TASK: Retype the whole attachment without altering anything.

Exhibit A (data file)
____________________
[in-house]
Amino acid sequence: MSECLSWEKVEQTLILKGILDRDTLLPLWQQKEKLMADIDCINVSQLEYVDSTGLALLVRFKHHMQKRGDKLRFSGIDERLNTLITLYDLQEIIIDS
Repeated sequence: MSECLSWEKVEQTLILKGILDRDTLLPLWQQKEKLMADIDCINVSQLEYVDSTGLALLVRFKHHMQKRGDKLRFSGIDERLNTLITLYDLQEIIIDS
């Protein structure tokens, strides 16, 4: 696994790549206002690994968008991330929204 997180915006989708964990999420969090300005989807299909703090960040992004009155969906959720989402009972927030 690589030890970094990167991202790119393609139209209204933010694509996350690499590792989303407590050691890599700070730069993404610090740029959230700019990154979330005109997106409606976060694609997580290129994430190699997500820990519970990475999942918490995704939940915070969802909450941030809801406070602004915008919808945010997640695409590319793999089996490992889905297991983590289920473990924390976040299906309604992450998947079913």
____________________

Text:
[in-house]
Amino acid sequence: MSECLSWEKVEQTLILKGILDRDTLLPLWQQKEKLMADIDCINVSQLEYVDSTGLALLVRFKHHMQKRGDKLRFSGIDERLNTLITLYDLQEIIIDS
Repeated sequence: MSECLSWEKVEQTLILKGILDRDTLLPLWQQKEKLMADIDCINVSQLEYVDSTGLALLVRFKHHMQKRGDKLRFSGIDERLNTLITLYDLQEIIIDS
């Protein structure tokens, strides 16, 4: 696994790549206002690994968008991330929204 997180915006989708964990999420969090300005989807299909703090960040992004009155969906959720989402009972927030 690589030890970094990167991202790119393609139209209204933010694509996350690499590792989303407590050691890599700070730069993404610090740029959230700019990154979330005109997106409606976060694609997580290129994430190699997500820990519970990475999942918490995704939940915070969802909450941030809801406070602004915008919808945010997640695409590319793999089996490992889905297991983590289920473990924390976040299906309604992450998947079913």